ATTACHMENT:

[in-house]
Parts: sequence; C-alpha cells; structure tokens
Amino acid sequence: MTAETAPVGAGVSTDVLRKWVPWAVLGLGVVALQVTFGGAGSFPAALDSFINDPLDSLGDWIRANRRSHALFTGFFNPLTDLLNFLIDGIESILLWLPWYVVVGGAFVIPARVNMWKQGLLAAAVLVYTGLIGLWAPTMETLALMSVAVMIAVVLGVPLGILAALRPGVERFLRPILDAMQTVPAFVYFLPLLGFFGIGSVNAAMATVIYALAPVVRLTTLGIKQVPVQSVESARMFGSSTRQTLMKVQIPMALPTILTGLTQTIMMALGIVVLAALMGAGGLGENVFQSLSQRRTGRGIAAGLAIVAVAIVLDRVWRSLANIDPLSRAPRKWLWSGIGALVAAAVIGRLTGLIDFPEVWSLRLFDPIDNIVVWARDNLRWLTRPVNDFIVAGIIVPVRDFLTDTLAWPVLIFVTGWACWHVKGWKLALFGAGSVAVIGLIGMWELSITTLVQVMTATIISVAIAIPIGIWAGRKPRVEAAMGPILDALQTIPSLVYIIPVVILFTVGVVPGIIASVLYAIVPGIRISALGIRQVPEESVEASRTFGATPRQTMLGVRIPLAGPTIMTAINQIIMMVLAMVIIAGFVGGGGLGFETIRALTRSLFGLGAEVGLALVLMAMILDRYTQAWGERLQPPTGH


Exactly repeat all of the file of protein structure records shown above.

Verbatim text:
[in-house]
Parts: sequence; C-alpha cells; structure tokens
Amino acid sequence: MTAETAPVGAGVSTDVLRKWVPWAVLGLGVVALQVTFGGAGSFPAALDSFINDPLDSLGDWIRANRRSHALFTGFFNPLTDLLNFLIDGIESILLWLPWYVVVGGAFVIPARVNMWKQGLLAAAVLVYTGLIGLWAPTMETLALMSVAVMIAVVLGVPLGILAALRPGVERFLRPILDAMQTVPAFVYFLPLLGFFGIGSVNAAMATVIYALAPVVRLTTLGIKQVPVQSVESARMFGSSTRQTLMKVQIPMALPTILTGLTQTIMMALGIVVLAALMGAGGLGENVFQSLSQRRTGRGIAAGLAIVAVAIVLDRVWRSLANIDPLSRAPRKWLWSGIGALVAAAVIGRLTGLIDFPEVWSLRLFDPIDNIVVWARDNLRWLTRPVNDFIVAGIIVPVRDFLTDTLAWPVLIFVTGWACWHVKGWKLALFGAGSVAVIGLIGMWELSITTLVQVMTATIISVAIAIPIGIWAGRKPRVEAAMGPILDALQTIPSLVYIIPVVILFTVGVVPGIIASVLYAIVPGIRISALGIRQVPEESVEASRTFGATPRQTMLGVRIPLAGPTIMTAINQIIMMVLAMVIIAGFVGGGGLGFETIRALTRSLFGLGAEVGLALVLMAMILDRYTQAWGERLQPPTGH